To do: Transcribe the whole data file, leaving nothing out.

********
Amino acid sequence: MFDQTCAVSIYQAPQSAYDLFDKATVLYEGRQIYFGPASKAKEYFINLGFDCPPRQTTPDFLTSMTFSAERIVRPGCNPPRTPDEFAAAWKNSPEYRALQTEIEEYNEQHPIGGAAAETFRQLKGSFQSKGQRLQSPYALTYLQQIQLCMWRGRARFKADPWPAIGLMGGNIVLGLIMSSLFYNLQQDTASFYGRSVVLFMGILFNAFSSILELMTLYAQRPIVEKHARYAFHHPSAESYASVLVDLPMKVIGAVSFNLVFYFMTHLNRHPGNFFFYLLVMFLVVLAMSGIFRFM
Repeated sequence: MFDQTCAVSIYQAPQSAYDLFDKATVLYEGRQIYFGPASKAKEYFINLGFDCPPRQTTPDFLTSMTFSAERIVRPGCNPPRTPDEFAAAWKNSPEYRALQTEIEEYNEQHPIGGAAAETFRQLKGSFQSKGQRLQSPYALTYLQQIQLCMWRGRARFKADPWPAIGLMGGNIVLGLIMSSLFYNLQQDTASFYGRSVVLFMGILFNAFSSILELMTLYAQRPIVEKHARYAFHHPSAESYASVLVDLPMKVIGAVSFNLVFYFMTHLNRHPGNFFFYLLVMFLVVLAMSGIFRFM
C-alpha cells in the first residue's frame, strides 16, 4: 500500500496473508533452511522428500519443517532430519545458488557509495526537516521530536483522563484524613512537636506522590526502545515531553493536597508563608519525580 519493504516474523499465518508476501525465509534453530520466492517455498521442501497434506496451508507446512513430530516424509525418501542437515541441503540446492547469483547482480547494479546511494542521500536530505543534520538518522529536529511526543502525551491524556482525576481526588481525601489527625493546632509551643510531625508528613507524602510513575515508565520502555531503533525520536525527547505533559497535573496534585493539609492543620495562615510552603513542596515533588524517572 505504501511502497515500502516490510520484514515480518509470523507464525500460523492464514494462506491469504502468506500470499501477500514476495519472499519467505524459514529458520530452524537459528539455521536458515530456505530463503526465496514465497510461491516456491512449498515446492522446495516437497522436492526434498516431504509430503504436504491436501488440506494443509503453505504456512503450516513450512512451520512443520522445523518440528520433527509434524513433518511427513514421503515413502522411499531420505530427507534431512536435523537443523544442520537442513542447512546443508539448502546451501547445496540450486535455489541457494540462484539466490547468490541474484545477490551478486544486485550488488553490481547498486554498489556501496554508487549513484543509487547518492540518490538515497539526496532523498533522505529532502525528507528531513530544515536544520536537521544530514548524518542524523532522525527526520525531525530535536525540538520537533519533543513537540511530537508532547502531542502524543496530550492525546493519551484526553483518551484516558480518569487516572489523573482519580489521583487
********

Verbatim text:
Amino acid sequence: MFDQTCAVSIYQAPQSAYDLFDKATVLYEGRQIYFGPASKAKEYFINLGFDCPPRQTTPDFLTSMTFSAERIVRPGCNPPRTPDEFAAAWKNSPEYRALQTEIEEYNEQHPIGGAAAETFRQLKGSFQSKGQRLQSPYALTYLQQIQLCMWRGRARFKADPWPAIGLMGGNIVLGLIMSSLFYNLQQDTASFYGRSVVLFMGILFNAFSSILELMTLYAQRPIVEKHARYAFHHPSAESYASVLVDLPMKVIGAVSFNLVFYFMTHLNRHPGNFFFYLLVMFLVVLAMSGIFRFM
Repeated sequence: MFDQTCAVSIYQAPQSAYDLFDKATVLYEGRQIYFGPASKAKEYFINLGFDCPPRQTTPDFLTSMTFSAERIVRPGCNPPRTPDEFAAAWKNSPEYRALQTEIEEYNEQHPIGGAAAETFRQLKGSFQSKGQRLQSPYALTYLQQIQLCMWRGRARFKADPWPAIGLMGGNIVLGLIMSSLFYNLQQDTASFYGRSVVLFMGILFNAFSSILELMTLYAQRPIVEKHARYAFHHPSAESYASVLVDLPMKVIGAVSFNLVFYFMTHLNRHPGNFFFYLLVMFLVVLAMSGIFRFM
C-alpha cells in the first residue's frame, strides 16, 4: 500500500496473508533452511522428500519443517532430519545458488557509495526537516521530536483522563484524613512537636506522590526502545515531553493536597508563608519525580 519493504516474523499465518508476501525465509534453530520466492517455498521442501497434506496451508507446512513430530516424509525418501542437515541441503540446492547469483547482480547494479546511494542521500536530505543534520538518522529536529511526543502525551491524556482525576481526588481525601489527625493546632509551643510531625508528613507524602510513575515508565520502555531503533525520536525527547505533559497535573496534585493539609492543620495562615510552603513542596515533588524517572 505504501511502497515500502516490510520484514515480518509470523507464525500460523492464514494462506491469504502468506500470499501477500514476495519472499519467505524459514529458520530452524537459528539455521536458515530456505530463503526465496514465497510461491516456491512449498515446492522446495516437497522436492526434498516431504509430503504436504491436501488440506494443509503453505504456512503450516513450512512451520512443520522445523518440528520433527509434524513433518511427513514421503515413502522411499531420505530427507534431512536435523537443523544442520537442513542447512546443508539448502546451501547445496540450486535455489541457494540462484539466490547468490541474484545477490551478486544486485550488488553490481547498486554498489556501496554508487549513484543509487547518492540518490538515497539526496532523498533522505529532502525528507528531513530544515536544520536537521544530514548524518542524523532522525527526520525531525530535536525540538520537533519533543513537540511530537508532547502531542502524543496530550492525546493519551484526553483518551484516558480518569487516572489523573482519580489521583487